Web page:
“This 1955 Chevrolet 210 demonstrates why it’s always good to have a plan. The cohesive build isn’t flashy but shows a clarity of purpose that few resto-mods can claim.”
So begins the lengthy and enjoyable description of the Pick of the Week, a tastefully customized 1955 Chevrolet 210 two-door sedan. With Mecum Auctions next week cranking up its massive Indy sale that specializes in muscle cars, rods and customs, this car seemed like just the thing.
But I would call this Chevy a custom or a street rod rather than a resto-mod, which to me refers to a classic car with a generally stock appearance and modern upgrades beneath the surface. This Chevy from the most-desirable model year of the 1950s, in my opinion, clearly has been given the full-on custom treatment, from its lowered stance and custom paint to “shaved” door handles and trim, and large-diameter chrome wheels. And it appears to be nicely done.
“From the shiny copper-colored paint to the elegant interior, it has been beautifully updated without diluting the performance that lives underneath or robbing it of its cool ’50s identity,” says the Fort Worth, Texas, collector-car dealer in the advertisement on ClassicCars.com.
Some other excerpts from the dealer’s description (other advertisers take note: this is how you build interest and sell your car):
“The bright copper paint gleams and is perhaps a few shades brighter than the 1955 version called Sierra Gold, but it has a clean, sleek look that both updates the look and keeps it traditional without flashy graphics, and the silver roof adds a cool contrast that really works well.”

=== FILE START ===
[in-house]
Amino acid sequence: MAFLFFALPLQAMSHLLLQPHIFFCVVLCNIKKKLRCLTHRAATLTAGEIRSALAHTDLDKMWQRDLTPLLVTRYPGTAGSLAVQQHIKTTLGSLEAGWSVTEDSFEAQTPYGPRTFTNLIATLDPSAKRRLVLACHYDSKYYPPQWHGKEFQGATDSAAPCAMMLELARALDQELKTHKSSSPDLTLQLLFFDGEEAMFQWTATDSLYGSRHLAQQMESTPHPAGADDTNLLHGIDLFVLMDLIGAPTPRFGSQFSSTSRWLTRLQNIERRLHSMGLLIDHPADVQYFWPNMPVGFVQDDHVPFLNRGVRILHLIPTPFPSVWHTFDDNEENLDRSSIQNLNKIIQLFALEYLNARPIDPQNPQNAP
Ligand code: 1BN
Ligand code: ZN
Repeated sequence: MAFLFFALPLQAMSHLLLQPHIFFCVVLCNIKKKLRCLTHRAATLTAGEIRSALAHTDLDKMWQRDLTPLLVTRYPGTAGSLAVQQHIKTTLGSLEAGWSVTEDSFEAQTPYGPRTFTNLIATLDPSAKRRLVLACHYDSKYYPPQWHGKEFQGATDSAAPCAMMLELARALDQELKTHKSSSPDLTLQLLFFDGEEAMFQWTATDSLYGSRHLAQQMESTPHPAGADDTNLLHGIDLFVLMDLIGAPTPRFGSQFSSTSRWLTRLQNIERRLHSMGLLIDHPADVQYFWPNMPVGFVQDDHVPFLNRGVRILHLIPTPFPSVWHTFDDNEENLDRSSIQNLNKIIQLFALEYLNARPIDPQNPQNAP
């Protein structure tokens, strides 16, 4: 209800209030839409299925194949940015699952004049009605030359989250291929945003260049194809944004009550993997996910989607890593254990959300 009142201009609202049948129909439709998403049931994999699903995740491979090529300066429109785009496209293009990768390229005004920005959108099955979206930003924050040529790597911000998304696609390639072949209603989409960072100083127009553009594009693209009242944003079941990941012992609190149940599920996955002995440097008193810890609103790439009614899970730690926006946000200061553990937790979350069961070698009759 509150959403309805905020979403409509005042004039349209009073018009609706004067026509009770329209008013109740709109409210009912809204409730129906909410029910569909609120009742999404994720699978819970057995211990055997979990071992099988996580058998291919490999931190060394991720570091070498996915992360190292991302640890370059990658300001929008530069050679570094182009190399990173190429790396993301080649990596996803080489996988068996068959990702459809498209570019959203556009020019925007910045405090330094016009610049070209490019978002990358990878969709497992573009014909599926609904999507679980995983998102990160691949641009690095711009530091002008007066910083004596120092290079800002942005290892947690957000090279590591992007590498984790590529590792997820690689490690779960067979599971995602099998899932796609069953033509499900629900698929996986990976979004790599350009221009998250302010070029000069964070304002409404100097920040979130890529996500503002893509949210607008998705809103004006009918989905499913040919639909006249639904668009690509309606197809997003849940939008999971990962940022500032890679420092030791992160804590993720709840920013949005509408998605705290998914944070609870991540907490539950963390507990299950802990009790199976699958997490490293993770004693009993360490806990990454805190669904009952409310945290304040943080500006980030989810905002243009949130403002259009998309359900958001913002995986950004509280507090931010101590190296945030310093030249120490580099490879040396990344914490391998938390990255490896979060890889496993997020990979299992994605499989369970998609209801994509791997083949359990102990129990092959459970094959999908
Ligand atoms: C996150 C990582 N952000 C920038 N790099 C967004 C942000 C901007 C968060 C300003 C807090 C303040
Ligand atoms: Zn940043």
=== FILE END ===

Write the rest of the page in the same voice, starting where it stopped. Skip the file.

“The same subtle mind that put the exterior together clearly had a vision for the butterscotch-colored leather interior. Retaining the stock bench seats was fine, but they were covered in gorgeous upholstery that pays tribute to the original patterns while giving it a more relaxed, updated look.”
“We don’t know if it’s the original engine, but it is indeed a correct 265-cubic-inch V8 that’s been dressed in period details like the Tri-Power carburetion and finned Corvette valve covers. Topped by an Offenhauser intake, it has the right look for a ’50s mild custom, and it’s nicely finished with bright engine enamel thats pure Chevrolet.”
Another plus for this Chevy: The car has a four-speed manual transmission with a proper Hurst shifter.
The asking price is $44,995, which seems right in the ballpark when you consider all that’s been done to this car, and apparently done right. And it appears to be ready to drive anywhere with no excuses.
“Nicely finished with a great all-of-a-piece look, this ’55 Chevy is the kind of hobby car that does everything well,” the seller concludes.